Proposal to add a Paxos Dollar (USDP) PSM

Proposal to add a Paxos Dollar (USDP) PSM


Paxos Dollar is a USD-pegged, fiat-backed stablecoin created by Paxos. Paxos Dollar is 100% backed by cash and U.S. treasury securities. Paxos publishes a monthly report detailing their asset allocations. MakerDAO’s DAI is currently backed by 7.8% USDP. Adding USDP as a PSM asset for USDi can help increase demand to hold USDi, as MakerDAO’s case proves that large actors are using USDP to acquire other decentralized stablecoins. USDP’s backing is similar to USDC, so the risk of adding USDP is not significantly higher than that of USDC.


Token Address: 0x8E870D67F660D95d5be530380D0eC0bd388289E1


MCAP: $896M
Uniswap v3 liquidity: $7.53m

The reason why on-chain liquidity is thin is due to MakerDAO’s USDP PSM, which allows USDP to “piggy-back” off of USDC and DAI’s deep liquidity. This PSM also allows Interest Protocol to quickly redeem all USDP for USDC or DAI if necessary.

Technical risks

  1. Type of contract: Stablecoin
  2. Underlying asset: Cash, U.S. Treasury Securities
  3. Time: 1499 days
  4. Value: Claim over $1 of assets
  5. Privileges:
  • The controller can mint & blacklist USDP tokens
  • The transfer of USDP tokens can be disabled temporarily on a per-account basis, as well as for the entire smart contract
  1. Upgradability: Yes

Hi Fishy,

Generally, I think adding high-quality stablecoins such as USDP to the PSM makes sense. In the long run, it would be cool if the PSM was a melting pot of the major stablecoins allowing anyone to deposit a stablecoin for USDi and any USDi holder to redeem for a stablecoin. The protocol is designed so an upgrade could introduce this functionality if IPT holders approve it.

The main question I have been trying to answer is what mechanism might be good for minting & burning? MakerDao’s model of having separate PSMs for each stablecoin with individual settings makes sense. Then there is mStable’s basket model, where anything can come in and out without cost but there are limits to each coin’s share of the basket. Finally, the Curve AMM model, where the protocol tries to target some balance of stables.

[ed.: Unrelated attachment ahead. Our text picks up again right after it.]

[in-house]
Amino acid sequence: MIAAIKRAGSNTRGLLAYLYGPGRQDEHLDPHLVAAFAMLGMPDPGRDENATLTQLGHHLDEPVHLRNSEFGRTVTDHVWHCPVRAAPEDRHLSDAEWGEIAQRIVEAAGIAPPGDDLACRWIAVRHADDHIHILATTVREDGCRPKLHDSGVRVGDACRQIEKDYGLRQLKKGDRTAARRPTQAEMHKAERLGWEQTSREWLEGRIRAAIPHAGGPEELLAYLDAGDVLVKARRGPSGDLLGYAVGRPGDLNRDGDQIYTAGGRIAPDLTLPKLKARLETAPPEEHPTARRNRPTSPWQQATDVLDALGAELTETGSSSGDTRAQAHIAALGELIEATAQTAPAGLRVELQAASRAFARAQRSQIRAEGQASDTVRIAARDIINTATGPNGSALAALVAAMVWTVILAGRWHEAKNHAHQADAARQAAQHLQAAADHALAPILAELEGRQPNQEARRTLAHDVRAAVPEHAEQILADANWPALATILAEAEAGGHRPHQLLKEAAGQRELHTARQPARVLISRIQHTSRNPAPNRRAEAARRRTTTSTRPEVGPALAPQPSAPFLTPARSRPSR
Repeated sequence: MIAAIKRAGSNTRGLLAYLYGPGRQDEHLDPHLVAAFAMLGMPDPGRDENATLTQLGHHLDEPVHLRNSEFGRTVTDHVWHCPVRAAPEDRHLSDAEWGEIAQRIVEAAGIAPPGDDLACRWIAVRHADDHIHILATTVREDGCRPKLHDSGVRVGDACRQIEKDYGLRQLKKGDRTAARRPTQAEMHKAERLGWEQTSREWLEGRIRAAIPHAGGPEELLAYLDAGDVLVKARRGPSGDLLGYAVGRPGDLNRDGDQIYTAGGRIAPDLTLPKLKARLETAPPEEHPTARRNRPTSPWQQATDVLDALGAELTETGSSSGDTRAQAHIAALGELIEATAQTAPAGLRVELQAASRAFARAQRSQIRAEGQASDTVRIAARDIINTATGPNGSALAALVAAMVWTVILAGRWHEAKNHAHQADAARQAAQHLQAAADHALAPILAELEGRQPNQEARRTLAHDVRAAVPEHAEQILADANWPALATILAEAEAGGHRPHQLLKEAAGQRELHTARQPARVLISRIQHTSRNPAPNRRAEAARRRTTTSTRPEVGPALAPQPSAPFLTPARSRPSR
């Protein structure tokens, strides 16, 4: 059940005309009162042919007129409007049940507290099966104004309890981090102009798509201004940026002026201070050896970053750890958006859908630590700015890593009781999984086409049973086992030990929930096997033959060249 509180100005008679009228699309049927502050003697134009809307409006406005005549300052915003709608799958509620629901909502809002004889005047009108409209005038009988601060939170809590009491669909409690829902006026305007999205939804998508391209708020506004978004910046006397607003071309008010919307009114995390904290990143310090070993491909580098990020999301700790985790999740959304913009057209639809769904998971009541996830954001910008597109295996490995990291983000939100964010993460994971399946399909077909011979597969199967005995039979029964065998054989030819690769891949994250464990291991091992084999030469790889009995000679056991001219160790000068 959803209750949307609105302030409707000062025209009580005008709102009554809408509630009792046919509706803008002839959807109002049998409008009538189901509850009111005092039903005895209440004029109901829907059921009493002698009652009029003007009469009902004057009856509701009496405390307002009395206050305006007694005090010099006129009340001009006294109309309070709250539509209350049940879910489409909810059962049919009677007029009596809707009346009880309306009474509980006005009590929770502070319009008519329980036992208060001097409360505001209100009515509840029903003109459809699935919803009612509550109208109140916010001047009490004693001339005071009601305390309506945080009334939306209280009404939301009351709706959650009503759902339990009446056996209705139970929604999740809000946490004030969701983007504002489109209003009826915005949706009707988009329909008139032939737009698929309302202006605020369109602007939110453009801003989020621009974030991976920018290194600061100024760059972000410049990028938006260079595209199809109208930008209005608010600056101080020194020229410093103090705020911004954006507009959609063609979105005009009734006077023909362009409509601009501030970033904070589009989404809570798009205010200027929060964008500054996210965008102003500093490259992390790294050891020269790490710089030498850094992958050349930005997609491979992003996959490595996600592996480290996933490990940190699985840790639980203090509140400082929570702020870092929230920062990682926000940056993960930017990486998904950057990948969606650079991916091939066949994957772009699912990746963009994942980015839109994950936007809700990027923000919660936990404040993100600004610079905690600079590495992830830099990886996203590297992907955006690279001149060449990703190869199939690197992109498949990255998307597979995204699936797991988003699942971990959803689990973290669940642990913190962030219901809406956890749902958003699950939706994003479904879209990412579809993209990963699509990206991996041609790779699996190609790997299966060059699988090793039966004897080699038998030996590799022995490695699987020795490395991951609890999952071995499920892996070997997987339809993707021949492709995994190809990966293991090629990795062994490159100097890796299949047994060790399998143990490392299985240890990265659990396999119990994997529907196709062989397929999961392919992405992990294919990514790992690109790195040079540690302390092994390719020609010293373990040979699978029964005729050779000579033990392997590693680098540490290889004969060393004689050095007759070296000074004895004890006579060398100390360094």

Each has its upsides and downsides. I think the MakerDao & mStable mechanisms make the most sense, but I’m curious about what you (and everyone) think.

If MakerDAO has an emergency shutdown, DAI holders redeem a portion of each collateral type.

If we let users mint USDi with depegged stables, and redeem pegged stables, then the protocol can have a run.

Anatomy of a Vault, showing its three sets of rules.

Consider a simple example, a Vault will mint 1 NOTE token whenever 1 DAI or 1 USDT is deposited, and will burn 1 NOTE and redeem it for 1 DAI or 1 USDT, as the user chooses. What is the value of 1 NOTE? As should be obvious, these deposit and minting rules create a constant-sum condition. Thus, if the price of DAI is less than USDT, users will use DAI to mint NOTE and redeem them for the more valuable USDT, and vice versa. This Vault’s collateral will consist almost entirely of the least valuable token.

Even if we have separate PSMs, the protocol as a whole acts as one big PSM for the USDi note.


If we were to go with the mStable model, we’d most likely want flat maximums on the quantity of a given stablecoin in the pool, as those trying to flood the pool with depegged stables could mint using on-peg stables to modify the pool’s allocation ratio.

Curve pools don’t work super well either as even a very low A factor can’t do much if there is a serious depeg.

Traditional PSMs only protect against a depeg if there are minting limiters such as a price oracle (refusing minting if stablecoin is depegged) or quantity limit (e.g. no more than 1M USDi minted using USDP daily). It seems like traditional PSMs are easier to secure by adding these components. We should seriously consider a method faster than token-governance for freezing the PSM during a depeg event, such as an Orca Pod (manual) or Sentinel (automatic).

Ultimately it seems like a rate-limited PSM approach is the best one given the high security comparative to the mStable/Curve approaches.

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You’re right. The PSM model only works if the value of each asset is approximately the same. For example, USDC, USDT, USDP, BUSD, TUSD, and GUSD are all traditional dollar stablecoins. However, it is a different story if we mix in DAI, FRAX, LUSD, and sUSD.

Similar to MakerDao, setting individual caps on the number of stablecoins to hold in the PSM makes sense to me.